|Genome Informatics Section
DOE Human Genome Program Contractor-Grantee Workshop
83. GRAIL-EXP: Multiple Gene Modeling Using Pattern Recognition and Homology
Ying Xu, Manesh Shah, Doug Hyatt, Richard
Mural, Edward C. Uberbacher, and the Genome Annotation Consortium
GRAIL-EXP is a multiple gene-modeling system that combines information from the analysis of EST homology with pattern recognition to construct accurate gene models. We believe that these current improvements in GRAIL-EXP represent fundamental advances in gene-modeling accuracy and computational performance. Currently, the system is being used extensively by the Genome Annotation Consortium to provide comprehensive genome-wide annotation for genomic DNA sequence from human, mouse, and other model organisms as well as several microbial organisms. GRAIL-EXP is used in this context to analyze long stretches of human and mouse DNA sequences (contigs that span tens of thousands to more than a million bases) to correctly identify and characterize the large numbers of genes found in such sequences.
Computational methods for gene identification in human genomic sequences typically consist of two phases: coding-region recognition and gene modeling. Although several effective methods for coding-region recognition are available, parsing the recognized coding regions into appropriate gene structures remains a difficult problem. GRAIL-EXP addresses the problem of multiple gene identification, using a set of biological heuristics and information available from sequence homology with available EST and mRNA sequences.
GRAIL-EXP uses GRAIL for predicting exons in a sequence. GRAIL evaluates all possible exon candidates in a DNA sequence and groups the high-scoring candidates into overlapping clusters. Those containing repetitive DNA elements are filtered out based on BLAST alignments of the exon candidates with a repetitive DNA database.
In the next phase, the system uses BLAST to identify all EST and mRNA sequences (obtained from GenBank dbEST and TIGR's human transcript sequence database) that have a sufficiently high BLAST alignment score with the candidate exons. The system also extracts information useful for the subsequent gene-modeling phase from each matched entry in the database. This results in a set of alignments for each exon candidate.
In the gene-modeling phase, an optimal gene model is constructed from the predicted exon candidates and the alignment information using dynamic programming. A set of nodes, one for each exon candidate or aligned-EST-sequence pair, is created. Each node is assigned a score based on its GRAIL score and the BLAST score for that alignment. The best-scoring gene model ending at each node is calculated using a recursive algorithm. Each exon is examined in three possible roles (as being the initial, middle, or terminating exon of a gene model). The algorithm assigns penalties and rewards at each step based on reading-frame mismatch, existence of in-frame stop codon, and terminating exon not ending in a stop codon. A node that uses the same EST as the previous node is assigned a reward that significantly outweighs the penalties. This guarantees that an EST that matches multiple exon candidates will have overriding influence on the gene model.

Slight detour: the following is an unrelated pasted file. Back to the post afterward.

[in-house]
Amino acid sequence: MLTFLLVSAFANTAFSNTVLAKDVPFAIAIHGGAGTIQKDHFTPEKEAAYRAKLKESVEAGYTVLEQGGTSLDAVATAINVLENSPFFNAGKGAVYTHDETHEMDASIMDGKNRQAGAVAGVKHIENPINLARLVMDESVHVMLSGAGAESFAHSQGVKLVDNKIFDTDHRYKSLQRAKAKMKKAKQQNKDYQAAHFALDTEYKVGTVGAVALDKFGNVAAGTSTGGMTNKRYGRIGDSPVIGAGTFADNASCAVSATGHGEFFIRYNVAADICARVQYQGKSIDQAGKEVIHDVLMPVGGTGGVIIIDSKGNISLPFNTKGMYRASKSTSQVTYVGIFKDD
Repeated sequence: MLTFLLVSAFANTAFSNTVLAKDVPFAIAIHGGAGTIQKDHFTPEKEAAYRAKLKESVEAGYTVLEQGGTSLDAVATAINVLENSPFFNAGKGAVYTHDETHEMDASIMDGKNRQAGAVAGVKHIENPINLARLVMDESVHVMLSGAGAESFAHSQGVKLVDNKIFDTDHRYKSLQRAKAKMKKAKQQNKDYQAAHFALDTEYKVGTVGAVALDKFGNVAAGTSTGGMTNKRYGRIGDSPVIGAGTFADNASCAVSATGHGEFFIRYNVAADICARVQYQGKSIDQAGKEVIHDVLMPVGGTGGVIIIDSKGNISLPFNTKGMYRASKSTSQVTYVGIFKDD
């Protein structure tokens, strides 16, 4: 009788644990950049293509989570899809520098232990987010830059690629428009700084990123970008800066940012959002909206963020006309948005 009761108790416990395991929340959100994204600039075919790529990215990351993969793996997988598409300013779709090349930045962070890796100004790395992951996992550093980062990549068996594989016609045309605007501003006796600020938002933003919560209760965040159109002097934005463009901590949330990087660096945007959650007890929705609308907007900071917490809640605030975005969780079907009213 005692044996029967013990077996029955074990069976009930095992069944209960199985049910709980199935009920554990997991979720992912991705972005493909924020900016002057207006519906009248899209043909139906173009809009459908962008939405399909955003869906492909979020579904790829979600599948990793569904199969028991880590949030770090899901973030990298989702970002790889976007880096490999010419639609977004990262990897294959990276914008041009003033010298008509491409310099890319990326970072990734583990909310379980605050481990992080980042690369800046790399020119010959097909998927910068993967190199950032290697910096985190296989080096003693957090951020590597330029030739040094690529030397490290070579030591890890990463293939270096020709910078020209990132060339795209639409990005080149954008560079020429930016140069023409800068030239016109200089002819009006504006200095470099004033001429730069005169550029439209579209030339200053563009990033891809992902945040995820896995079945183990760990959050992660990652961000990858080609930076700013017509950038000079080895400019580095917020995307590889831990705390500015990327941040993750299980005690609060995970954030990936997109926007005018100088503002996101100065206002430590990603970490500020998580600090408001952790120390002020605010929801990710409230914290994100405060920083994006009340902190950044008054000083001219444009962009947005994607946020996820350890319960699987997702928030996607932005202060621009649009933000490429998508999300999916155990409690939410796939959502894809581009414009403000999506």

If the optimal gene model incorporates a set of one or more matched ESTs, then the system determines if any regions of the ESTs were not covered by the gene model exons. In this case, the system tries to locate the missing EST fragments in the appropriate intervals of the genomic sequence. If located, that region is added to the gene model as an exon.
GRAIL-EXP, a complex system with several logical components and numerous subcomponents, has been designed and implemented as a modular system. This is convenient for distributing various analysis tasks on multiple computers to achieve higher throughput. The system currently runs on a cluster of 10 DEC Alpha workstations and is able to analyze around 1 Mb of genomic sequence in about 15 minutes. Work is under way to achieve significant speedup by porting the most computationally-intensive modules to the Paragon supercomputer in the Center of Computational Sciences at ORNL and to similar platforms at Lawrence Berkeley National Laboratory. A Java-based graphical user interface has been developed to provide an interactive environment for the analysis of user-supplied DNA sequences. The system will be made available to the genome community via the public GRAIL server at ORNL in early 1999.
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